As ECOs we spend most of our time in schools and educational establishments, but sometimes we also get the amazing opportunity to work at Dogs Trust Centre events.
Recently I was given the chance to work with Mel who is the ECO for Lancashire & Cumbria at Dogs Trust Merseyside’s Fun Day. It’s hard to put into words how busy, fun and exciting these days are, there are dogs and people as far as the eye can see. There are so many great activities on offer such as agility, the doggy dash and a lucky dip. For home-based workers it’s just brilliant to be part of something so big and put names to faces! It’s on days like these that you can really see and feel the shared love and passion we all have for dogs and their welfare.
Mel and I planned a jam packed day of educational activities from feely boxes, to Jenga and making dog toys. We also took the Be Dog Smart Lollipop game for an extra challenge. This game tests children’s (and adults) knowledge of being safe around dogs and enables us to have a discussion and show them a safer way to behave if they are doing something worrying that could result in them being hurt by a dog.
When we are delivering in school we do not get the chance to actually see children interacting with their own dogs or when we make things with them such as dog toys, how their dogs respond to them and how they play with their dogs. This was awesome; getting the chance to have great discussions and see in real life how safe the children were being around their own and other dogs at the Fun Day. They were remembering not to run over to dogs, asking the owners for a stroke and always thinking about how the dogs might be feeling as well on such a busy and exciting day. We were super proud of all the children we saw.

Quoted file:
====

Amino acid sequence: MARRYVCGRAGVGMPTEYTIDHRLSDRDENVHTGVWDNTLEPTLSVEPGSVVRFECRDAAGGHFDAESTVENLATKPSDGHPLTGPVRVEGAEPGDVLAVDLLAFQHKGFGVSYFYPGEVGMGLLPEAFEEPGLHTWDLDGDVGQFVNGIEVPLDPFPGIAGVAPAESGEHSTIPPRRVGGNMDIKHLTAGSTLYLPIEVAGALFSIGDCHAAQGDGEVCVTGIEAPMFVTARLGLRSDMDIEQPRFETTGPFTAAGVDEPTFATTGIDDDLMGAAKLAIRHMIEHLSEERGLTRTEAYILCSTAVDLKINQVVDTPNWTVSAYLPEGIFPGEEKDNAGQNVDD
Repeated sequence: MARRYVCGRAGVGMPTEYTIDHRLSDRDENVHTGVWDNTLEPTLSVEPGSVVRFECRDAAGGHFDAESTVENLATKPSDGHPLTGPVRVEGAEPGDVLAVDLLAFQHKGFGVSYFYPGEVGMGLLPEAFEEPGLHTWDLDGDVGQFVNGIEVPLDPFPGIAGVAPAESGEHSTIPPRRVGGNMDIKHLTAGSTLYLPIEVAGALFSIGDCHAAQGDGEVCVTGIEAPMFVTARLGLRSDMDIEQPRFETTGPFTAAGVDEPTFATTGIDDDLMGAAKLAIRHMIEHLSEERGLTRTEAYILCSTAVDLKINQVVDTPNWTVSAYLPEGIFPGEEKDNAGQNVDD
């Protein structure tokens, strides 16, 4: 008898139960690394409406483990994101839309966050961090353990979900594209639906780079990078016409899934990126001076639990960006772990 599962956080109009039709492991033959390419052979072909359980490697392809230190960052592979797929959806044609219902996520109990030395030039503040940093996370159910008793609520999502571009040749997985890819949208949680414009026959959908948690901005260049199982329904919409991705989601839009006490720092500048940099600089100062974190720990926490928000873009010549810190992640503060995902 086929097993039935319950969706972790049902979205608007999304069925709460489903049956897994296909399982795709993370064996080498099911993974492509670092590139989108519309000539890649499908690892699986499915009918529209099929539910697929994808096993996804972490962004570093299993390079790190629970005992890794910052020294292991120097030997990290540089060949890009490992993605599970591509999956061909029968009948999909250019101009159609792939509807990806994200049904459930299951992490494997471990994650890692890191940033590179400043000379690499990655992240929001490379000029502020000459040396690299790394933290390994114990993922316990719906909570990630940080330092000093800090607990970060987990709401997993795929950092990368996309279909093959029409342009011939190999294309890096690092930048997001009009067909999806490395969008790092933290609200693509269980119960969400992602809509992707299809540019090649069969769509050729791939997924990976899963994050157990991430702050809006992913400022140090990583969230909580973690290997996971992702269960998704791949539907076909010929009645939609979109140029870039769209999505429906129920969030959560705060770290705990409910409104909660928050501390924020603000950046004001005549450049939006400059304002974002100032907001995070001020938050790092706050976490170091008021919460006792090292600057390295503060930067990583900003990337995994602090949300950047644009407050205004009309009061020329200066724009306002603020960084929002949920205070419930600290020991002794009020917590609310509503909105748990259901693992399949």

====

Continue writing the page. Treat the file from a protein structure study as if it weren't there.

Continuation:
One of my favourite parts of the day was making dog toys as the dogs could not wait to play with them. We asked the children how their dogs like to play so they could make a toy that was safe and suited their dog. For example if their dog loved to pull and play tug, we made sure there were extra knots in the toy to stop the toy sliding and the dog biting fingers accidentally. We also talked about lots of other ways to use the toy, such as by hiding it or hiding some treats in it for extra fun at home.
I also loved playing Jenga as lots of adults got involved with the children for a shared learning experience. Plus it’s always a tense game and gets very competitive.
This lovely Dalmatian was telling Mel to hurry up and get her toy finished.
Our education team will be attended Dogs Trust events all over the UK this year, please come and say hello to us if you are in the area.
You can find more details on all Dogs Trust Events here: